By WEBB HEINTZELMAN
Golf is a game of skill and experience. The more we play and practice, the better we become. This is especially true around the green. Having the correct approach when you find your ball on the fringe or in the greenside rough is critical to success.
CHIPPING: a low-running shot played with a lob wedge through 7 iron or hybrid; no wrist action; 1/3 carry and 2/3 roll; contact with the ball first, then the ground; ball position is back in the stance; weight’s on the front foot.
PITCHING: a higher-and softer-landing-shot played with a lob wedge through pw; wrist action; 2/3 carry and 1/3 roll; contact with the ball first, then the ground; ball position is in the center; weight’s on the front foot.
IN THE ROUGH, THINGS TO CONSIDER:
- How is the ball sitting in the grass? If it’s sitting up, you can chip or pitch. If the ball’s sitting halfway down, pitch. If the ball is buried, pitch.
- If the rough is wet or thick, the ball will come out slow.
- If the rough is dry or thin, the ball will come out normal.
- If the grass is growing toward you, the ball will come out slow. If the grass is growing away from you, the ball will come out fast.
ON THE FRINGE OR CLOSELY-MOWED FAIRWAY WITHIN 5 YARDS OF THE GREEN, THINGS TO CONSIDER:
- What is the intended path like?
- If the intended path includes debris, divot or sprinkler heads, you can either chip or pitch.
- If the ground is wet or dewy, the ball will travel slowly if played on the ground; you can either chip or pitch.
- If the grass is growing toward you, the ball will hop if played on the ground; you can either chip or pitch.
- Always choose the lowest-risk shot: first choice, putter; second choice, chip; third choice, pitch.
WHEN YOU APPROACH THE BALL GO THROUGH THIS CHECKLIST:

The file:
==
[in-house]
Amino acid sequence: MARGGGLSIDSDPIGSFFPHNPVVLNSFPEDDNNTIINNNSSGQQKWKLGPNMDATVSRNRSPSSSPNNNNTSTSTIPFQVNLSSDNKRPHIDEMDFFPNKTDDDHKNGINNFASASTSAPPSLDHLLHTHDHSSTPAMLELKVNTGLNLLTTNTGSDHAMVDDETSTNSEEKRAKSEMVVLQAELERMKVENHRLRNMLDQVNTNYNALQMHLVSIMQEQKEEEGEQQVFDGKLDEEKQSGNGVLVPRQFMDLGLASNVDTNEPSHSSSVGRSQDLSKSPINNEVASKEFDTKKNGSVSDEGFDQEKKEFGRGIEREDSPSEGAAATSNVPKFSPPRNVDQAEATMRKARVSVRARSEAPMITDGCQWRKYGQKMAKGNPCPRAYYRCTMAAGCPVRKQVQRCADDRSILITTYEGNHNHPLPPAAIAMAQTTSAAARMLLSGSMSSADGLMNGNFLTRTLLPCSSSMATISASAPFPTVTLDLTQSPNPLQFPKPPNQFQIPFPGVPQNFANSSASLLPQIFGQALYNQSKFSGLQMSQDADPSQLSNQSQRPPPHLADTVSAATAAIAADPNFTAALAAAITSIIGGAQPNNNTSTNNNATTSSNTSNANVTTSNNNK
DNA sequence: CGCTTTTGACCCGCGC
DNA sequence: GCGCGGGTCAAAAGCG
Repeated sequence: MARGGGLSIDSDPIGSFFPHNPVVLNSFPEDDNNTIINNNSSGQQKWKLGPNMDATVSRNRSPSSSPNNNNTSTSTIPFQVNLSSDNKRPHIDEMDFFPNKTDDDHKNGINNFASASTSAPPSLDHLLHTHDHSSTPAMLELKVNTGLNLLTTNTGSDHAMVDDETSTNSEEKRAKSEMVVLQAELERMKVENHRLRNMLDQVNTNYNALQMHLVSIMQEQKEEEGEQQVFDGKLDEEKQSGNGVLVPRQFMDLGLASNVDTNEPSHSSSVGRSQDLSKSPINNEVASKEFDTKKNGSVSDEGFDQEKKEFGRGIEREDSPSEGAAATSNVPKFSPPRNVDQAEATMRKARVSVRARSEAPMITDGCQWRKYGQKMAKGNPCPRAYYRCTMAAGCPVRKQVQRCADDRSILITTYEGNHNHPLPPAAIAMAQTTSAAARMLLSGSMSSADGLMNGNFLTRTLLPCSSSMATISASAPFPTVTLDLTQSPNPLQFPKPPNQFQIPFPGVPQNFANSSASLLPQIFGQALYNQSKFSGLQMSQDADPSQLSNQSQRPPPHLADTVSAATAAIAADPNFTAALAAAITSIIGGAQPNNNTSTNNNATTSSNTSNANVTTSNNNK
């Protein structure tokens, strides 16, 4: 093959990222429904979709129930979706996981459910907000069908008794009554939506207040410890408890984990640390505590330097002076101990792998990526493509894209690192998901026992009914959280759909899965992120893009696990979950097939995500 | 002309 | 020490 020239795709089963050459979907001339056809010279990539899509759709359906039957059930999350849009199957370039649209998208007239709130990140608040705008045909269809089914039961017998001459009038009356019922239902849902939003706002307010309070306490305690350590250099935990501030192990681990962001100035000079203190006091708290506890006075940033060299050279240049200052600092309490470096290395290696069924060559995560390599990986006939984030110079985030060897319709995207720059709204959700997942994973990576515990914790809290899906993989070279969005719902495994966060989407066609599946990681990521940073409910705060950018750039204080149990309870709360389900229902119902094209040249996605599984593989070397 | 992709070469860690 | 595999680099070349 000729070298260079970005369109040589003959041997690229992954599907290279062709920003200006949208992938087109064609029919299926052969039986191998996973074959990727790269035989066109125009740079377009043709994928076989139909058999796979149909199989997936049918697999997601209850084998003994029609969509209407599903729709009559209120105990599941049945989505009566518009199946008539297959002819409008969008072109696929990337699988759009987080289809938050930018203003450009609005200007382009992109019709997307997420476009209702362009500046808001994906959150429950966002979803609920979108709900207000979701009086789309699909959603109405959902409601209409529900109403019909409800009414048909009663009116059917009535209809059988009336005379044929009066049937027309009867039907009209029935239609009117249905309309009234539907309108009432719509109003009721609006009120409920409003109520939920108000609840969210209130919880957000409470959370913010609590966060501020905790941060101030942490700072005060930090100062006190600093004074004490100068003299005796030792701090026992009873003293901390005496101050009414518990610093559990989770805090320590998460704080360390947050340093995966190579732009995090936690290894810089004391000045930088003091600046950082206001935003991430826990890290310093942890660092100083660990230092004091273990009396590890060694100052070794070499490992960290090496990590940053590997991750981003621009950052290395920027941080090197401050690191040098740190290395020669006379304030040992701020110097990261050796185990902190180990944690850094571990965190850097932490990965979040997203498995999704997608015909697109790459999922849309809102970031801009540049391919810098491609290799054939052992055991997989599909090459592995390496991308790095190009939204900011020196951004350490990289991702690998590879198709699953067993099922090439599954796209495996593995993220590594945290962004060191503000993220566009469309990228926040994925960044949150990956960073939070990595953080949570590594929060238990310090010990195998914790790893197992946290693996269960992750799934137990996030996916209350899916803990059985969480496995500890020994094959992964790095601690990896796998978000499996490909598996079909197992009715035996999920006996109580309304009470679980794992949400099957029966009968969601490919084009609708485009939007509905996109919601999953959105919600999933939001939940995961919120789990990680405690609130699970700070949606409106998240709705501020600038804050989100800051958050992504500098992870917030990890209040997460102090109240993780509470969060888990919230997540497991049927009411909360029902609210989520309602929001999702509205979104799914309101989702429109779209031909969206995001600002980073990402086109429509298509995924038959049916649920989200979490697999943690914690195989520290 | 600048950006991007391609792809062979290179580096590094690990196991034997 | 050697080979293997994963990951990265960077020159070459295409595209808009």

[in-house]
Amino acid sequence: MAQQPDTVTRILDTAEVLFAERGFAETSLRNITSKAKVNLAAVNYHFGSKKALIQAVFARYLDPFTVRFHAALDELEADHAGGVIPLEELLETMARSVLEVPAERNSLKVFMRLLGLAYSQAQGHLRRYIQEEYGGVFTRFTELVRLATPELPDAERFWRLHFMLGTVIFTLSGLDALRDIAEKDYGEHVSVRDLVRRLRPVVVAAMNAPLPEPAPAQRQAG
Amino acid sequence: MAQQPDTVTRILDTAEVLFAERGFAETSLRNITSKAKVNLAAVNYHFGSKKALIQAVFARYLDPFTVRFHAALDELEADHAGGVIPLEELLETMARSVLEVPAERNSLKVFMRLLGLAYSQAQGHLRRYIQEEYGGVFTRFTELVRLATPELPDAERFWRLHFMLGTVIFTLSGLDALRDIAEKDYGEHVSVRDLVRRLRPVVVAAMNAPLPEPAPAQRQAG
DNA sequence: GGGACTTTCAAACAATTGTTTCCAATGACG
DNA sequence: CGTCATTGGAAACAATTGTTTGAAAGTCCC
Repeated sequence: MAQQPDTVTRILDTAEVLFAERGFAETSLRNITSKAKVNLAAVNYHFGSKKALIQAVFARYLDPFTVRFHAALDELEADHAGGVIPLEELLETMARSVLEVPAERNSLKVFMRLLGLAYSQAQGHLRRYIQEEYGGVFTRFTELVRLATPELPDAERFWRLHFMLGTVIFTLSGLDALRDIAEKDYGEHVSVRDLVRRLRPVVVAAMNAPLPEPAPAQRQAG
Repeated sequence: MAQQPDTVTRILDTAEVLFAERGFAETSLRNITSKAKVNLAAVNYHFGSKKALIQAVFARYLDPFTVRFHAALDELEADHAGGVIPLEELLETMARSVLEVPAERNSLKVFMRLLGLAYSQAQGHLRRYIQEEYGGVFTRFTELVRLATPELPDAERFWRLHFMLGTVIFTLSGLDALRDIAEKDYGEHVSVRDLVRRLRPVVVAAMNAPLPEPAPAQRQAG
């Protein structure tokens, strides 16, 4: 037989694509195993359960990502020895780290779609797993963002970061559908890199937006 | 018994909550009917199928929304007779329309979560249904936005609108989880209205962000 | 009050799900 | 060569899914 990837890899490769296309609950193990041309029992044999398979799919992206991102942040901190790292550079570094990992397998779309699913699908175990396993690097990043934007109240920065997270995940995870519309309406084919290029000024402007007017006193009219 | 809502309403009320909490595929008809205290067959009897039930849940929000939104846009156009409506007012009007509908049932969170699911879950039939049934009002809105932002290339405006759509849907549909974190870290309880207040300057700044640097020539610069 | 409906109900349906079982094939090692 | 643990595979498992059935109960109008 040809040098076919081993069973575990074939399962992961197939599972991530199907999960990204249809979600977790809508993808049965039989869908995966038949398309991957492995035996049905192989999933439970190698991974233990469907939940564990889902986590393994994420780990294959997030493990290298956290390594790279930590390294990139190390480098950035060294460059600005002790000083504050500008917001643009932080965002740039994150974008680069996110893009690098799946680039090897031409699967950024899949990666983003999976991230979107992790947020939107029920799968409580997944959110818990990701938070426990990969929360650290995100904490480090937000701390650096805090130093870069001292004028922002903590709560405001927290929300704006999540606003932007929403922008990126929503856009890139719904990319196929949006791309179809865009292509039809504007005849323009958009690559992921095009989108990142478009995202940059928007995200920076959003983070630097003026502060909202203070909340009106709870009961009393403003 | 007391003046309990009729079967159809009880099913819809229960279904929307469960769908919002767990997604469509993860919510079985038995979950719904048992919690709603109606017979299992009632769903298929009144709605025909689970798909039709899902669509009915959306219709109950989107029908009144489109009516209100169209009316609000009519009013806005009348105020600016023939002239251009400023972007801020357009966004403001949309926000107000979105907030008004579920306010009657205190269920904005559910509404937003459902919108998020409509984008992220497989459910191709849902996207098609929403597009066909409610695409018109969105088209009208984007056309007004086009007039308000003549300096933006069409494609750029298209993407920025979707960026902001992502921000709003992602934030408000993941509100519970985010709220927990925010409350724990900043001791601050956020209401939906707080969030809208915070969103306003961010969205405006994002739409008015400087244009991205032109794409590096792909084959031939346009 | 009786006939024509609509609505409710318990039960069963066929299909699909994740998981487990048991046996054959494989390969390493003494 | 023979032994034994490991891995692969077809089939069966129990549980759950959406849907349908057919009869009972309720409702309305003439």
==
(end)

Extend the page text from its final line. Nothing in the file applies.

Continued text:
- Can I land it on the green and stop it near the hole?
- Is the proper shot a chip, pitch or putt?
- What club should I use?
- Where should I land the ball?
- How fast is the ball going to roll?
- How much break do I need to play?
DEVELOPING A GOOD PRACTICE ROUTINE
Bring your golf bag and six balls to the short-game area at your course. If there isn’t such an area, visit the course at a slow time.
Next, drop the balls in the rough (play the ball as it lies) and choose a target pin on the green. Now go through the above checklist for each of the six balls. Keep a record of how close to the pin each ball finishes. Repeat this routine until you’ve hit 30 shots, changing the target pin for each round of six balls. (You can place a tee in the ground as your target.)
OK, now do the same from the fringe to 5 yards off the green. Again, keep a record of how close each ball comes to the pin. Repeat, until you’ve hit 30 shots, changing the target pin for each round of six balls.
PRE-SHOT ROUTINE ON THE COURSE:
As you go through your checklist in evaluating the shot at hand, consider the following:
- Taking a few practice swings is very beneficial, as it will help you determine the thickness and moisture of the grass, any slopes that may alter your stance, and help you gain a feel for the shot.
- Next, walk onto the green to determine the firmness and confirm any slope. With all the information calculated, choose your club, visualize your shot and stay committed.
RECIPE FOR SUCCESS:
When practicing your short game, spend 50 percent of your time around the green and 50 percent of your time on the green.
When practicing putting, spend 80 percent of your time inside 6 feet and 20 percent of your time outside 20 feet. This will help you become a great short putter and a great lag putter.
Everyone is capable of improving and becoming a better golfer. A good short game will allow you to enjoy the game more and lower your scores. See you around the green.
Webb Heintzelman is a former member of the PGA Tour and a PGA professional since 1988. He is the Director of Instruction at The Golf Club at Turner Hill in Ipswich. He teaches both private and semi-private lessons for members and nonmembers. His customized golf schools focus on the short game. You can reach him at email@example.com or 978-821-9168 or check out the videos and tips on his Facebook page at Webb Heintzelman Golf Instructor PGA.